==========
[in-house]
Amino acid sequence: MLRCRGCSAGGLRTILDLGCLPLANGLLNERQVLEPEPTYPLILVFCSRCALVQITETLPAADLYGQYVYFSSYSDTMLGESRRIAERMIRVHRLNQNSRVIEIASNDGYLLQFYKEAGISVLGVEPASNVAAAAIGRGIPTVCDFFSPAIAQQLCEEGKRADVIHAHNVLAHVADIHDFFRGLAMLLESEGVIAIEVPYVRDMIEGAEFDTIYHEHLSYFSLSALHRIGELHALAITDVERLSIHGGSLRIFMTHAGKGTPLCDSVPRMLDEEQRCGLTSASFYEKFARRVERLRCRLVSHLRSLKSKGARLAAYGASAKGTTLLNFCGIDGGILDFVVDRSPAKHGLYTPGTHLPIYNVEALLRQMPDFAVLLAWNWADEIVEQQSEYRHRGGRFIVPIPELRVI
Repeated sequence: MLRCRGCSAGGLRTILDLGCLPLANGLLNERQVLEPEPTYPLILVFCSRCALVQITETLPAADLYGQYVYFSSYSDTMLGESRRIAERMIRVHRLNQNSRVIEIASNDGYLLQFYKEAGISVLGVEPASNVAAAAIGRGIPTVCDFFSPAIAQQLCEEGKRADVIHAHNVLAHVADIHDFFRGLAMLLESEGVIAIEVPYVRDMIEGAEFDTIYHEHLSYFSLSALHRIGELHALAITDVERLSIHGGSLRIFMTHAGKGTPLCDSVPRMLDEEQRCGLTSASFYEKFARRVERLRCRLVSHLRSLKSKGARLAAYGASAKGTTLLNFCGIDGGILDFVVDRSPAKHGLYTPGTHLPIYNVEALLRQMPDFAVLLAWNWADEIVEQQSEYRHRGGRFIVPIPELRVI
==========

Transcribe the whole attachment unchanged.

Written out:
[in-house]
Amino acid sequence: MLRCRGCSAGGLRTILDLGCLPLANGLLNERQVLEPEPTYPLILVFCSRCALVQITETLPAADLYGQYVYFSSYSDTMLGESRRIAERMIRVHRLNQNSRVIEIASNDGYLLQFYKEAGISVLGVEPASNVAAAAIGRGIPTVCDFFSPAIAQQLCEEGKRADVIHAHNVLAHVADIHDFFRGLAMLLESEGVIAIEVPYVRDMIEGAEFDTIYHEHLSYFSLSALHRIGELHALAITDVERLSIHGGSLRIFMTHAGKGTPLCDSVPRMLDEEQRCGLTSASFYEKFARRVERLRCRLVSHLRSLKSKGARLAAYGASAKGTTLLNFCGIDGGILDFVVDRSPAKHGLYTPGTHLPIYNVEALLRQMPDFAVLLAWNWADEIVEQQSEYRHRGGRFIVPIPELRVI
Repeated sequence: MLRCRGCSAGGLRTILDLGCLPLANGLLNERQVLEPEPTYPLILVFCSRCALVQITETLPAADLYGQYVYFSSYSDTMLGESRRIAERMIRVHRLNQNSRVIEIASNDGYLLQFYKEAGISVLGVEPASNVAAAAIGRGIPTVCDFFSPAIAQQLCEEGKRADVIHAHNVLAHVADIHDFFRGLAMLLESEGVIAIEVPYVRDMIEGAEFDTIYHEHLSYFSLSALHRIGELHALAITDVERLSIHGGSLRIFMTHAGKGTPLCDSVPRMLDEEQRCGLTSASFYEKFARRVERLRCRLVSHLRSLKSKGARLAAYGASAKGTTLLNFCGIDGGILDFVVDRSPAKHGLYTPGTHLPIYNVEALLRQMPDFAVLLAWNWADEIVEQQSEYRHRGGRFIVPIPELRVI